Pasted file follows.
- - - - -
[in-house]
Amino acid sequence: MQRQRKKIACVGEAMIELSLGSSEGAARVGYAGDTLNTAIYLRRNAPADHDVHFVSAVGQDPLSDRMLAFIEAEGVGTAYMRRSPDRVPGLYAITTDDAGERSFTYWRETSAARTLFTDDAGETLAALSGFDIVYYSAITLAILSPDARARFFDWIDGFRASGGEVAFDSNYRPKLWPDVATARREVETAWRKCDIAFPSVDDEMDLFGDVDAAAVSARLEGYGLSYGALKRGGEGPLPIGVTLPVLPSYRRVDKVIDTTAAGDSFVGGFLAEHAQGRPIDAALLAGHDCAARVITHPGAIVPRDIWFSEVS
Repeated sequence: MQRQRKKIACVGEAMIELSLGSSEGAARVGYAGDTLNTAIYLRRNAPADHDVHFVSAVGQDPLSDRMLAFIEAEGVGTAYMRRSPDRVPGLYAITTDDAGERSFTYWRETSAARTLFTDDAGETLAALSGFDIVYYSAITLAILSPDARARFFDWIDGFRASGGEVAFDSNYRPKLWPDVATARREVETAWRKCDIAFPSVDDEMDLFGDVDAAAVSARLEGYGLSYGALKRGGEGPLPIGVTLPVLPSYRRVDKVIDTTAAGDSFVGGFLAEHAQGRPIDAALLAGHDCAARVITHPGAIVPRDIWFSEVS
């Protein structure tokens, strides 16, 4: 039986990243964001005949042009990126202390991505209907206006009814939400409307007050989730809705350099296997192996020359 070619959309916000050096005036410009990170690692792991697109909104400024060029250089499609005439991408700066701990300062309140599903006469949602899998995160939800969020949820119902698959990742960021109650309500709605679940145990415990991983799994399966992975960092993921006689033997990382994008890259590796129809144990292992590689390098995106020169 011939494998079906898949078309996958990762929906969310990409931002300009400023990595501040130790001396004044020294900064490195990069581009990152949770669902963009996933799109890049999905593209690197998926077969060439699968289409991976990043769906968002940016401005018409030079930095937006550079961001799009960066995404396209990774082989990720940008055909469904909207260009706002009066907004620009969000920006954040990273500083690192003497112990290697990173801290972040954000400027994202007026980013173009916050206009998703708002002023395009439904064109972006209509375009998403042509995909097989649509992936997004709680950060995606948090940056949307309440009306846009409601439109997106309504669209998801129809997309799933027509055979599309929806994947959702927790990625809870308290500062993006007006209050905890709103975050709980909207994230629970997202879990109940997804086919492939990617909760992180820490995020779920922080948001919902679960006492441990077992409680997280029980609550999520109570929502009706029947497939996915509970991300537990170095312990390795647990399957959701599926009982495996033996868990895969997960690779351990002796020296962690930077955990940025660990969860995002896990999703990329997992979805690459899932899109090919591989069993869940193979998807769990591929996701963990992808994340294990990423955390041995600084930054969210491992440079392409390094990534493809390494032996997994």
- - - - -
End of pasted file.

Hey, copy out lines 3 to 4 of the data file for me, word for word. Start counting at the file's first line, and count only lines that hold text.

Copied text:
Repeated sequence: MQRQRKKIACVGEAMIELSLGSSEGAARVGYAGDTLNTAIYLRRNAPADHDVHFVSAVGQDPLSDRMLAFIEAEGVGTAYMRRSPDRVPGLYAITTDDAGERSFTYWRETSAARTLFTDDAGETLAALSGFDIVYYSAITLAILSPDARARFFDWIDGFRASGGEVAFDSNYRPKLWPDVATARREVETAWRKCDIAFPSVDDEMDLFGDVDAAAVSARLEGYGLSYGALKRGGEGPLPIGVTLPVLPSYRRVDKVIDTTAAGDSFVGGFLAEHAQGRPIDAALLAGHDCAARVITHPGAIVPRDIWFSEVS
């Protein structure tokens, strides 16, 4: 039986990243964001005949042009990126202390991505209907206006009814939400409307007050989730809705350099296997192996020359 070619959309916000050096005036410009990170690692792991697109909104400024060029250089499609005439991408700066701990300062309140599903006469949602899998995160939800969020949820119902698959990742960021109650309500709605679940145990415990991983799994399966992975960092993921006689033997990382994008890259590796129809144990292992590689390098995106020169 011939494998079906898949078309996958990762929906969310990409931002300009400023990595501040130790001396004044020294900064490195990069581009990152949770669902963009996933799109890049999905593209690197998926077969060439699968289409991976990043769906968002940016401005018409030079930095937006550079961001799009960066995404396209990774082989990720940008055909469904909207260009706002009066907004620009969000920006954040990273500083690192003497112990290697990173801290972040954000400027994202007026980013173009916050206009998703708002002023395009439904064109972006209509375009998403042509995909097989649509992936997004709680950060995606948090940056949307309440009306846009409601439109997106309504669209998801129809997309799933027509055979599309929806994947959702927790990625809870308290500062993006007006209050905890709103975050709980909207994230629970997202879990109940997804086919492939990617909760992180820490995020779920922080948001919902679960006492441990077992409680997280029980609550999520109570929502009706029947497939996915509970991300537990170095312990390795647990399957959701599926009982495996033996868990895969997960690779351990002796020296962690930077955990940025660990969860995002896990999703990329997992979805690459899932899109090919591989069993869940193979998807769990591929996701963990992808994340294990990423955390041995600084930054969210491992440079392409390094990534493809390494032996997994």